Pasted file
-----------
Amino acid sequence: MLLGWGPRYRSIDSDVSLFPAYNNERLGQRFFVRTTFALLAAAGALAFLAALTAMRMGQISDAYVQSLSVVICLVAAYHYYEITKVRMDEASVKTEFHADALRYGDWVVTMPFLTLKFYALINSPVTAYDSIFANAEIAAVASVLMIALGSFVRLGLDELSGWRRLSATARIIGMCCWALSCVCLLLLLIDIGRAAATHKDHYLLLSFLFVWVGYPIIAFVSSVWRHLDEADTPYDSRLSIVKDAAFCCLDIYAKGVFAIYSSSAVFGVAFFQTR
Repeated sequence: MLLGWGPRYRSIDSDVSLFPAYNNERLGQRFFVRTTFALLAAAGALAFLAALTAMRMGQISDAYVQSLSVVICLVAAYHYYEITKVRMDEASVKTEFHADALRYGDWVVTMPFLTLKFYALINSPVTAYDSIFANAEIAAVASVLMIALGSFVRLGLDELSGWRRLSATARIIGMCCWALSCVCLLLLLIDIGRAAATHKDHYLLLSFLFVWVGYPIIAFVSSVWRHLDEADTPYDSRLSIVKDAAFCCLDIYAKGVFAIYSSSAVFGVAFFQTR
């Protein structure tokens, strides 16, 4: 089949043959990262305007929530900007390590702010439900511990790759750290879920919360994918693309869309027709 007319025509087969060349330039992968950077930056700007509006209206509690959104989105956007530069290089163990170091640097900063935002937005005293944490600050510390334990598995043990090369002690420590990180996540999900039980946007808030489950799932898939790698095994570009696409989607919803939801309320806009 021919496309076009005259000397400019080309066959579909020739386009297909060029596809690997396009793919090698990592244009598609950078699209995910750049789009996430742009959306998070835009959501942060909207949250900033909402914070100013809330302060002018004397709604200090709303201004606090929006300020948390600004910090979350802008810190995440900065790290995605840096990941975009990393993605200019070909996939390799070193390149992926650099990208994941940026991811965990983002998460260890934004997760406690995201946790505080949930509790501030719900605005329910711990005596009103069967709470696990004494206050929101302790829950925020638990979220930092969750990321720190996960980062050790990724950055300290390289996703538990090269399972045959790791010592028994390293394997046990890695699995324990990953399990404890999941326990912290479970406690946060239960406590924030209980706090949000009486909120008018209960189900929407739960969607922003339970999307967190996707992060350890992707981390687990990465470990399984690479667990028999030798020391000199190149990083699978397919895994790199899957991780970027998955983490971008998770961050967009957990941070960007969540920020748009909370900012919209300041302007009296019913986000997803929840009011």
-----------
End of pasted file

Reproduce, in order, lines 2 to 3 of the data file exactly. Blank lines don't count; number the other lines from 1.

Repeated sequence: MLLGWGPRYRSIDSDVSLFPAYNNERLGQRFFVRTTFALLAAAGALAFLAALTAMRMGQISDAYVQSLSVVICLVAAYHYYEITKVRMDEASVKTEFHADALRYGDWVVTMPFLTLKFYALINSPVTAYDSIFANAEIAAVASVLMIALGSFVRLGLDELSGWRRLSATARIIGMCCWALSCVCLLLLLIDIGRAAATHKDHYLLLSFLFVWVGYPIIAFVSSVWRHLDEADTPYDSRLSIVKDAAFCCLDIYAKGVFAIYSSSAVFGVAFFQTR
């Protein structure tokens, strides 16, 4: 089949043959990262305007929530900007390590702010439900511990790759750290879920919360994918693309869309027709 007319025509087969060349330039992968950077930056700007509006209206509690959104989105956007530069290089163990170091640097900063935002937005005293944490600050510390334990598995043990090369002690420590990180996540999900039980946007808030489950799932898939790698095994570009696409989607919803939801309320806009 021919496309076009005259000397400019080309066959579909020739386009297909060029596809690997396009793919090698990592244009598609950078699209995910750049789009996430742009959306998070835009959501942060909207949250900033909402914070100013809330302060002018004397709604200090709303201004606090929006300020948390600004910090979350802008810190995440900065790290995605840096990941975009990393993605200019070909996939390799070193390149992926650099990208994941940026991811965990983002998460260890934004997760406690995201946790505080949930509790501030719900605005329910711990005596009103069967709470696990004494206050929101302790829950925020638990979220930092969750990321720190996960980062050790990724950055300290390289996703538990090269399972045959790791010592028994390293394997046990890695699995324990990953399990404890999941326990912290479970406690946060239960406590924030209980706090949000009486909120008018209960189900929407739960969607922003339970999307967190996707992060350890992707981390687990990465470990399984690479667990028999030798020391000199190149990083699978397919895994790199899957991780970027998955983490971008998770961050967009957990941070960007969540920020748009909370900012919209300041302007009296019913986000997803929840009011």